Volunteers work to give a new home to a Navajo Code Talker


John Kinsel, Sr., is 105 years old and one of the last three Navajo Code Talkers of World War II. He still lives in the cabin he built in 1950 in Lukachukai, on the Navajo Nation. And now the cabin needs a new roof.

The house’s green paint has chipped over time, but it’s the roof that needs immediate work. The relentless high winds that rock the mountain community have ripped parts of it off and leaks have developed. Stones and cinder blocks were placed on the roof to prevent it from blowing away completely.

“My dad made everything himself,” said Ronald Kinsel, John’s son and primary carer. “He’s a carpenter by trade, so everything here is done by him.”

The state of the cabin caught the attention of Loren Anthony, a television actor and founder of Chizh for Cheii, a group known throughout the Navajo Nation for delivering firewood to elders, especially during the COVID pandemic. -19.

“Thanks to Chizh for Cheii, I can get wood,” Ronald Kinsel said. “At 105, he needs all that warmth. It gets cold very quickly.

(John Kinsel has recently aged a few more years. His birth year had long been reported as 1921, but Ronald said the family recently confirmed through Catholic records that John was in fact born in 1917, which actually 105 this year.)

Chizh for Cheii has been helping people for nine years and Anthony doesn’t see the work stopping any time soon. On the contrary, he said, there is still a lot of work to be done. And part of it should fix Kinsel’s roof.

Code Talker and hard worker

John Kinsel, Sr., sits in his cabin in Lukachukai, northeastern Arizona.  Kinsel is one of the last Navajo Code Talkers.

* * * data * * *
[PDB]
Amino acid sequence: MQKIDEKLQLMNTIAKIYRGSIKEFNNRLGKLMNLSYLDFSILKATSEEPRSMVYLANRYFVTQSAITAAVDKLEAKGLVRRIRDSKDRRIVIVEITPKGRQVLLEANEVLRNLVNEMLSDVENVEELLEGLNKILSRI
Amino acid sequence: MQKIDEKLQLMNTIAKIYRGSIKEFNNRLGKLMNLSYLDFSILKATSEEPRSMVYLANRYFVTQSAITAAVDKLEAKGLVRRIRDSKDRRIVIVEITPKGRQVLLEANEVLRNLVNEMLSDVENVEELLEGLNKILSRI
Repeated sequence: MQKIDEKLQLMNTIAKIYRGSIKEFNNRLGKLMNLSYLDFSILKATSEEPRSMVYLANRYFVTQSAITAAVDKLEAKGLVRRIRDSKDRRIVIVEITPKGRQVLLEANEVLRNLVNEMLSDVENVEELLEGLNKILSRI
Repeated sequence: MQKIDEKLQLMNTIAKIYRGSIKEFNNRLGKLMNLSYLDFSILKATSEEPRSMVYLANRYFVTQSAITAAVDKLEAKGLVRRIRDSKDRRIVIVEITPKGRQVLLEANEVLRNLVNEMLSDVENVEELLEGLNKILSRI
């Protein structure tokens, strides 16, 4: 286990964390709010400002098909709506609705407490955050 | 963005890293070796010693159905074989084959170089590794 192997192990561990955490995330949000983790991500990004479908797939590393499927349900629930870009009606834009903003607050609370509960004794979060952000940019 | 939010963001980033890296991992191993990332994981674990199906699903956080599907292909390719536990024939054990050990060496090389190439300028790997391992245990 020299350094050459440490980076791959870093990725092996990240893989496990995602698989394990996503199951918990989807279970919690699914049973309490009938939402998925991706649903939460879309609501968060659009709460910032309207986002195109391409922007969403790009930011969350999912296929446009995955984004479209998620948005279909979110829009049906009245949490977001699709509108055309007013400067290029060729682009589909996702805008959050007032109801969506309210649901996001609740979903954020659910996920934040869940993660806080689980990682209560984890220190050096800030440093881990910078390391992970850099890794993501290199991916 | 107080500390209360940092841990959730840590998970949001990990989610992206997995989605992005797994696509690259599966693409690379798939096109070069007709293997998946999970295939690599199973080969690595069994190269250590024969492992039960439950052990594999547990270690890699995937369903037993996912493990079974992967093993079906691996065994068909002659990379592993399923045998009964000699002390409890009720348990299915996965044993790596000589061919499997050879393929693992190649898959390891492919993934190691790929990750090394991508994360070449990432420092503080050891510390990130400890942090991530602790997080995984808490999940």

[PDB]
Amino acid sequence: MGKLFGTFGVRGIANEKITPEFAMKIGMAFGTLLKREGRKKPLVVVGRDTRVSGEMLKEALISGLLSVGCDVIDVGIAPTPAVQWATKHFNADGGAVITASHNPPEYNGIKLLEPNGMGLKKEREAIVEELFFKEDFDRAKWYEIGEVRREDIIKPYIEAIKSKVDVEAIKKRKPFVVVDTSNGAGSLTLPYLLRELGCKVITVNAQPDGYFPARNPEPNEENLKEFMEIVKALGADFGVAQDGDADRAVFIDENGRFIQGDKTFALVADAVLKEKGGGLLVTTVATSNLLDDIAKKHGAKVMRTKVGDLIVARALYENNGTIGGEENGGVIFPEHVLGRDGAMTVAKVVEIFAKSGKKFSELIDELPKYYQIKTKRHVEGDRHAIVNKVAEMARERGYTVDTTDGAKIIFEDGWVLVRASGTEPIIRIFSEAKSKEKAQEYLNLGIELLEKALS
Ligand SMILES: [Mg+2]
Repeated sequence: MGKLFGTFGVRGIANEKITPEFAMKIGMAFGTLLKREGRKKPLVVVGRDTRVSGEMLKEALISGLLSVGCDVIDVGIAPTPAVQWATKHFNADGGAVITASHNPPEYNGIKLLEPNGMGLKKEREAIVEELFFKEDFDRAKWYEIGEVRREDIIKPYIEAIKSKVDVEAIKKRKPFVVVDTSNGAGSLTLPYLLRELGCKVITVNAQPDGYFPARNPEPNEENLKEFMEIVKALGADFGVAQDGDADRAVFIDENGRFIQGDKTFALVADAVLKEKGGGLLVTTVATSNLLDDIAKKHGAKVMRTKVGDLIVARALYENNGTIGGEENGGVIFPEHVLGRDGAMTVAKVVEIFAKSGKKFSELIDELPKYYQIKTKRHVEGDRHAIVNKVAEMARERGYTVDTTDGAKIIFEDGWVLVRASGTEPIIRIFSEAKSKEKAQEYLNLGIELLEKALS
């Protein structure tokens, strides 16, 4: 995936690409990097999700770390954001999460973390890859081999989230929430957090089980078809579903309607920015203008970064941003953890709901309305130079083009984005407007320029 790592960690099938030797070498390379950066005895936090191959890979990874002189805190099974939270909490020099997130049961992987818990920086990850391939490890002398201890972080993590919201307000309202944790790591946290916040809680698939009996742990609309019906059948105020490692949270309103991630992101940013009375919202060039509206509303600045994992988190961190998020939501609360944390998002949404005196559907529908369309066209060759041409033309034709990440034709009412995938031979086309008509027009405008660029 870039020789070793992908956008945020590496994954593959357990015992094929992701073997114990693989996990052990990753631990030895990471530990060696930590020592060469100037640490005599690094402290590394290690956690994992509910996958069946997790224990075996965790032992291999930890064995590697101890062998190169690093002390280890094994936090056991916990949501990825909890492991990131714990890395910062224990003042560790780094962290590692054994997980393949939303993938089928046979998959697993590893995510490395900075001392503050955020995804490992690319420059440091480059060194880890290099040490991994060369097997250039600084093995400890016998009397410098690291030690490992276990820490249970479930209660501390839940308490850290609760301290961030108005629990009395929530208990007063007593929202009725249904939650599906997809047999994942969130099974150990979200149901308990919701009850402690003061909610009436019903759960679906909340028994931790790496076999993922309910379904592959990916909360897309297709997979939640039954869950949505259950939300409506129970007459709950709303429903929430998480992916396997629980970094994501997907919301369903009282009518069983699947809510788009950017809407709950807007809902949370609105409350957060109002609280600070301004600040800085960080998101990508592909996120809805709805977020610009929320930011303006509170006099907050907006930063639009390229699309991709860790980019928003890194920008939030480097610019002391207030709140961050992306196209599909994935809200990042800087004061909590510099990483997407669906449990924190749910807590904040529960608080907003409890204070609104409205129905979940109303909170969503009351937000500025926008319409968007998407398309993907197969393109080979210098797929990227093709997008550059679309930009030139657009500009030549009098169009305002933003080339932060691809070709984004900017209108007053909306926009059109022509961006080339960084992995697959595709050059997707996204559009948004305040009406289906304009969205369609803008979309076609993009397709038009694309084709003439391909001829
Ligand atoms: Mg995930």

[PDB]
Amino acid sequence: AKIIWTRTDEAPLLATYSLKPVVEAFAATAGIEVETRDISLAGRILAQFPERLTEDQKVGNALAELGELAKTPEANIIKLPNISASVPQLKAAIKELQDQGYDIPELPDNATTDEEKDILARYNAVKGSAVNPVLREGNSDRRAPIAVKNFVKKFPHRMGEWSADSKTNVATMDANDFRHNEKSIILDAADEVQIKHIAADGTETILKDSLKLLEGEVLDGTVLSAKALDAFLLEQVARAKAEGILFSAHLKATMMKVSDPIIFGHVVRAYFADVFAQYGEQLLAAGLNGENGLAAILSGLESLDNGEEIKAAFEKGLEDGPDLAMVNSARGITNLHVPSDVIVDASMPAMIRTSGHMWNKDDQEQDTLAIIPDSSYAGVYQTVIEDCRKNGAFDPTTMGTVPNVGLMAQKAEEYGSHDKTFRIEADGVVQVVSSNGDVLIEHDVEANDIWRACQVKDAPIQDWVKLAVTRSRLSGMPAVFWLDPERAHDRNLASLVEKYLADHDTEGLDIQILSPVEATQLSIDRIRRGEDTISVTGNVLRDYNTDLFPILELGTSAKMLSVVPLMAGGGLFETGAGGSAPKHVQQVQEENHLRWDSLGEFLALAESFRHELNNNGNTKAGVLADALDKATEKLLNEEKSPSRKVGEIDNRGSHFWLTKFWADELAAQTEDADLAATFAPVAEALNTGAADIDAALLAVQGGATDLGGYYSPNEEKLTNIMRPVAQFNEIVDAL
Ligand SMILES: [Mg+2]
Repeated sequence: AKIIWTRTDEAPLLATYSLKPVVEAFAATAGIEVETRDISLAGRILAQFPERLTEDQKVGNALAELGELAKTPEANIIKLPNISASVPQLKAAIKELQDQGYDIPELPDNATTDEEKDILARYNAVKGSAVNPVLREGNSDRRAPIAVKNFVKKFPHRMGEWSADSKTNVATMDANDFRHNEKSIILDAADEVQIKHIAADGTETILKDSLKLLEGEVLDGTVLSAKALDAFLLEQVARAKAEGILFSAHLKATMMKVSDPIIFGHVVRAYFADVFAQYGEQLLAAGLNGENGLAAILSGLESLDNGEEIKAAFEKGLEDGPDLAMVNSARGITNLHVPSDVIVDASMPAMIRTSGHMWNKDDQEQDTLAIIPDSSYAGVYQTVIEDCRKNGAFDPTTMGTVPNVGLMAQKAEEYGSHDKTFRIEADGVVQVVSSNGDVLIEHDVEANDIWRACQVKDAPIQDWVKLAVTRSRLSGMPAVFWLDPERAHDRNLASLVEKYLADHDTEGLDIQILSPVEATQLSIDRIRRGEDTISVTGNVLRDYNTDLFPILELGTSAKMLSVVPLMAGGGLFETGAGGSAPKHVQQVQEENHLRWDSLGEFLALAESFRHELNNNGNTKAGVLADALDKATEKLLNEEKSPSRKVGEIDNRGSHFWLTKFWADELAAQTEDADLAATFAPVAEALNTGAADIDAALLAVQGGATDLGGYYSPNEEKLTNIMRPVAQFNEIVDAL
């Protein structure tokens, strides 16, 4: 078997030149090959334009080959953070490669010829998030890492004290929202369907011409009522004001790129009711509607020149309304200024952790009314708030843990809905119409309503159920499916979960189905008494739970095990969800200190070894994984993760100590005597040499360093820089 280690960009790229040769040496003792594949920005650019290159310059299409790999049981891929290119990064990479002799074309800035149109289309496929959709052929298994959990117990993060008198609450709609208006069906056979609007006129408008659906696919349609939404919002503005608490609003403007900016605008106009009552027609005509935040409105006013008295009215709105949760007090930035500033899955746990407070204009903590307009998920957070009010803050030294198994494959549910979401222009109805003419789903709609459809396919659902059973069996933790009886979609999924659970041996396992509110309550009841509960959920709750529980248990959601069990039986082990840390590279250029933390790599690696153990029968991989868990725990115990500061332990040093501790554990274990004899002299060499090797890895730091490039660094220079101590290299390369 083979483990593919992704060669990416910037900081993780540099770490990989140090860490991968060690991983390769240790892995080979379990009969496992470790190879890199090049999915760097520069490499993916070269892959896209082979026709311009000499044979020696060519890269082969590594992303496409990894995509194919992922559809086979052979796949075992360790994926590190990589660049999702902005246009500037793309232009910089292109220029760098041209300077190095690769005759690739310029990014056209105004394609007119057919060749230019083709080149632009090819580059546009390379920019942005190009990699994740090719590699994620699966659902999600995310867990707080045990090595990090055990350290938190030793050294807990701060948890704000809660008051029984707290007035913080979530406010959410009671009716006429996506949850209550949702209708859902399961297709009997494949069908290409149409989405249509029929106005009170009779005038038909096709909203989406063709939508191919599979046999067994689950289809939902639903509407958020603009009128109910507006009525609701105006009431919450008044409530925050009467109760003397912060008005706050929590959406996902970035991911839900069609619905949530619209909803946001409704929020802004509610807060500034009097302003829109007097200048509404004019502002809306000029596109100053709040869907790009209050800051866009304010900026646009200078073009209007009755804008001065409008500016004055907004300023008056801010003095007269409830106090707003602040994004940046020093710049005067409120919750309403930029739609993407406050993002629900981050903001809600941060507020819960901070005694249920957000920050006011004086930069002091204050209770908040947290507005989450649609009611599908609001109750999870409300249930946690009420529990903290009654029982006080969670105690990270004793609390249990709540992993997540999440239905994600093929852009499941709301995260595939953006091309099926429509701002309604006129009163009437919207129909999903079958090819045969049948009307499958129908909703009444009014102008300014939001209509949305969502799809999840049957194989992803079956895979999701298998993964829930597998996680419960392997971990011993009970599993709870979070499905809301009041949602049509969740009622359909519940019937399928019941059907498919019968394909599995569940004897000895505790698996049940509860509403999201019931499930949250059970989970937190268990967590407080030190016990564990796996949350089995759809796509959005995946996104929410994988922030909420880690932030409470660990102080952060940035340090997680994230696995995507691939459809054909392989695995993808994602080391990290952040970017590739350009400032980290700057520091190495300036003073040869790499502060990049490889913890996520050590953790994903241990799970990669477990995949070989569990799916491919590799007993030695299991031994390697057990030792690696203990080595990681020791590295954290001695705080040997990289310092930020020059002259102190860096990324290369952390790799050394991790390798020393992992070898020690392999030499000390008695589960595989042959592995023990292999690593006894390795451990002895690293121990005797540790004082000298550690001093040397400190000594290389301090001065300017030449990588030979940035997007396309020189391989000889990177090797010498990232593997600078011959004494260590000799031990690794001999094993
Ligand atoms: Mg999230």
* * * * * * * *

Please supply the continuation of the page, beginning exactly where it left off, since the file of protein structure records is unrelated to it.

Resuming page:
Kinsel was among the elite Navajo Code Talkers, who used their Navajo language to develop an unbreakable code during World War II. The complexity of the language allowed the US military to communicate without divulging sensitive battle information. Code Talkers were credited with helping the Allied forces win the war and have been considered heroes ever since.

Kinsel was part of the 9th Marine Regiment, 3rd Marine Division. He took part in the battles of Bougainville, Guam and Iwo Jima, and is a recipient of the Purple Heart. But even with those accolades and honor, Kinsel lives in a house that is 70 years old and in need of repairs.

Over the years, Chizh for Cheii volunteers have done more than deliver wood to elders, Anthony said. They also help repair their homes when and if they can, and many of these repairs are done for veterans.

The work is usually posted on Anthony’s social media in hopes of getting people to donate funds or volunteer.

“John’s place is a tough place,” Anthony said. “It’s a tough place because I respect the fact that he built it himself. Everything he got came from the mountain. He went up the mountain, cut the logs and fixed his house from the ground to the roof. You can tell it’s all handmade.

Anthony said the volunteers did some remedial work, but the leak continued, just above where John’s bed was. They moved the bed and put pots in it to catch the water, but while Anthony hates the thought of having to replace the original artwork, he said Kinsel needed a new roof.

“For us, that’s a bit out of reach compared to what we’ve done over the years,” Anthony said. “But it’s something where we say ‘this is what we do.’ It’s just when we can do it, we do it. A lot of them really need it.

The elite:Navajo Code Talkers: The Last Living Heroes of WWII Share Their Stories

Navajo Veterans Are Often Forgotten

John Kinsel holds a poster depicting Navajo Code Talkers.  The image was also put on a Navajo Code Talker event t-shirt in 2018.

Anthony said he has been helping Kinsel since 2020. Although the Navajo Code Talkers are celebrated, Anthony said they are often forgotten, as are many Navajo Nation veterans. He said no one keeps track of how Code Talkers are doing and what they need.

“When we met John, he always needed wood,” Anthony said. “He still burns wood. His family is traditional too, so they always burn firewood. I think that’s the reason for his long drive, because he always says his prayers.